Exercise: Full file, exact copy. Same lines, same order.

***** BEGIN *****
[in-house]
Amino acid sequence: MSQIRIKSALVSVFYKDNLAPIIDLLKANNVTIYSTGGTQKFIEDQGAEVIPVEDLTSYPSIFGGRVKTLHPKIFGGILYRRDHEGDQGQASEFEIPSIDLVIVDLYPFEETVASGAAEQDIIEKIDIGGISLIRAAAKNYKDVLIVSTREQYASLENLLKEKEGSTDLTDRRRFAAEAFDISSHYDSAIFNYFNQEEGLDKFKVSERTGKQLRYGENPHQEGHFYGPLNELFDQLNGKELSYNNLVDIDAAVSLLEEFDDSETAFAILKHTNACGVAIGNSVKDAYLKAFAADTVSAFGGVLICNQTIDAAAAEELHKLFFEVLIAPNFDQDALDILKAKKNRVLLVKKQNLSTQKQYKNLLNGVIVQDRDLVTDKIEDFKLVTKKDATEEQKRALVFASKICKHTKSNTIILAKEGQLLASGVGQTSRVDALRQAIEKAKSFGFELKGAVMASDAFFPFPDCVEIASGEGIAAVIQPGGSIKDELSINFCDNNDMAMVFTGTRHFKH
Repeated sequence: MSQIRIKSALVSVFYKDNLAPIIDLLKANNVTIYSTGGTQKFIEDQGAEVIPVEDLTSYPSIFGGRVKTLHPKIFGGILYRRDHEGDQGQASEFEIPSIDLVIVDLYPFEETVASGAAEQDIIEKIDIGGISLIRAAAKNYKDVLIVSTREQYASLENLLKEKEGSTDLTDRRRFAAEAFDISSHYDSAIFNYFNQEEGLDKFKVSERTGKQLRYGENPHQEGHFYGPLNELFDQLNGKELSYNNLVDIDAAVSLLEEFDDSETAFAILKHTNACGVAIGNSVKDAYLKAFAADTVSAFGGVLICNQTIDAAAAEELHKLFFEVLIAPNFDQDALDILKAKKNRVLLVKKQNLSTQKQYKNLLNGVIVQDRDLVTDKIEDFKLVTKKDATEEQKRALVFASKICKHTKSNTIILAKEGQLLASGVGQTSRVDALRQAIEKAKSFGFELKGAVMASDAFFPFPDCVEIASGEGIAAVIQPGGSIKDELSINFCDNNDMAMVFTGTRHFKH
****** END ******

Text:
[in-house]
Amino acid sequence: MSQIRIKSALVSVFYKDNLAPIIDLLKANNVTIYSTGGTQKFIEDQGAEVIPVEDLTSYPSIFGGRVKTLHPKIFGGILYRRDHEGDQGQASEFEIPSIDLVIVDLYPFEETVASGAAEQDIIEKIDIGGISLIRAAAKNYKDVLIVSTREQYASLENLLKEKEGSTDLTDRRRFAAEAFDISSHYDSAIFNYFNQEEGLDKFKVSERTGKQLRYGENPHQEGHFYGPLNELFDQLNGKELSYNNLVDIDAAVSLLEEFDDSETAFAILKHTNACGVAIGNSVKDAYLKAFAADTVSAFGGVLICNQTIDAAAAEELHKLFFEVLIAPNFDQDALDILKAKKNRVLLVKKQNLSTQKQYKNLLNGVIVQDRDLVTDKIEDFKLVTKKDATEEQKRALVFASKICKHTKSNTIILAKEGQLLASGVGQTSRVDALRQAIEKAKSFGFELKGAVMASDAFFPFPDCVEIASGEGIAAVIQPGGSIKDELSINFCDNNDMAMVFTGTRHFKH
Repeated sequence: MSQIRIKSALVSVFYKDNLAPIIDLLKANNVTIYSTGGTQKFIEDQGAEVIPVEDLTSYPSIFGGRVKTLHPKIFGGILYRRDHEGDQGQASEFEIPSIDLVIVDLYPFEETVASGAAEQDIIEKIDIGGISLIRAAAKNYKDVLIVSTREQYASLENLLKEKEGSTDLTDRRRFAAEAFDISSHYDSAIFNYFNQEEGLDKFKVSERTGKQLRYGENPHQEGHFYGPLNELFDQLNGKELSYNNLVDIDAAVSLLEEFDDSETAFAILKHTNACGVAIGNSVKDAYLKAFAADTVSAFGGVLICNQTIDAAAAEELHKLFFEVLIAPNFDQDALDILKAKKNRVLLVKKQNLSTQKQYKNLLNGVIVQDRDLVTDKIEDFKLVTKKDATEEQKRALVFASKICKHTKSNTIILAKEGQLLASGVGQTSRVDALRQAIEKAKSFGFELKGAVMASDAFFPFPDCVEIASGEGIAAVIQPGGSIKDELSINFCDNNDMAMVFTGTRHFKH